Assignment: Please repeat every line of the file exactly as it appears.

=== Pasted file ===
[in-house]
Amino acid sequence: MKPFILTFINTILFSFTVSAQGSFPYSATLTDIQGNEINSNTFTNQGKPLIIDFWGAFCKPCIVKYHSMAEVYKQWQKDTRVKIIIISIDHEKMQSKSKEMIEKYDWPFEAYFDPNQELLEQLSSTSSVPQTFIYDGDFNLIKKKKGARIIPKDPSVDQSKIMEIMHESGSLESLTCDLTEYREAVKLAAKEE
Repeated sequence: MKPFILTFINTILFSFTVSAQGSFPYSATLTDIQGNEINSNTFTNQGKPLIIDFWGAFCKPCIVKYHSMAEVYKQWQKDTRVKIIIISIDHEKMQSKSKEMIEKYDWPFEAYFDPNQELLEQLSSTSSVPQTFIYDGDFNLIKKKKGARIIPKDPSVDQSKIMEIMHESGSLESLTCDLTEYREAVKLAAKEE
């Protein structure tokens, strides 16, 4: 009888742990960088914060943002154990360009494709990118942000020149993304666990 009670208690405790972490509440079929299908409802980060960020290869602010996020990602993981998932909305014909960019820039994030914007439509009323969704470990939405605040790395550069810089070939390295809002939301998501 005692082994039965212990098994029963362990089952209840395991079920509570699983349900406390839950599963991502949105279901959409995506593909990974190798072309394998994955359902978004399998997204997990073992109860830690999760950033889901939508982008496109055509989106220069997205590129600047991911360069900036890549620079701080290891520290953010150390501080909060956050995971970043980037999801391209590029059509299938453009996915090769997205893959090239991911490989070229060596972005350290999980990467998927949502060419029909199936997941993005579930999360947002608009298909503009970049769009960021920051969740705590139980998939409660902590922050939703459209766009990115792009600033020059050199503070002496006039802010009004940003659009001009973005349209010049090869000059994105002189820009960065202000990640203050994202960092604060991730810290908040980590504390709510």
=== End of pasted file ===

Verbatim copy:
[in-house]
Amino acid sequence: MKPFILTFINTILFSFTVSAQGSFPYSATLTDIQGNEINSNTFTNQGKPLIIDFWGAFCKPCIVKYHSMAEVYKQWQKDTRVKIIIISIDHEKMQSKSKEMIEKYDWPFEAYFDPNQELLEQLSSTSSVPQTFIYDGDFNLIKKKKGARIIPKDPSVDQSKIMEIMHESGSLESLTCDLTEYREAVKLAAKEE
Repeated sequence: MKPFILTFINTILFSFTVSAQGSFPYSATLTDIQGNEINSNTFTNQGKPLIIDFWGAFCKPCIVKYHSMAEVYKQWQKDTRVKIIIISIDHEKMQSKSKEMIEKYDWPFEAYFDPNQELLEQLSSTSSVPQTFIYDGDFNLIKKKKGARIIPKDPSVDQSKIMEIMHESGSLESLTCDLTEYREAVKLAAKEE
């Protein structure tokens, strides 16, 4: 009888742990960088914060943002154990360009494709990118942000020149993304666990 009670208690405790972490509440079929299908409802980060960020290869602010996020990602993981998932909305014909960019820039994030914007439509009323969704470990939405605040790395550069810089070939390295809002939301998501 005692082994039965212990098994029963362990089952209840395991079920509570699983349900406390839950599963991502949105279901959409995506593909990974190798072309394998994955359902978004399998997204997990073992109860830690999760950033889901939508982008496109055509989106220069997205590129600047991911360069900036890549620079701080290891520290953010150390501080909060956050995971970043980037999801391209590029059509299938453009996915090769997205893959090239991911490989070229060596972005350290999980990467998927949502060419029909199936997941993005579930999360947002608009298909503009970049769009960021920051969740705590139980998939409660902590922050939703459209766009990115792009600033020059050199503070002496006039802010009004940003659009001009973005349209010049090869000059994105002189820009960065202000990640203050994202960092604060991730810290908040980590504390709510």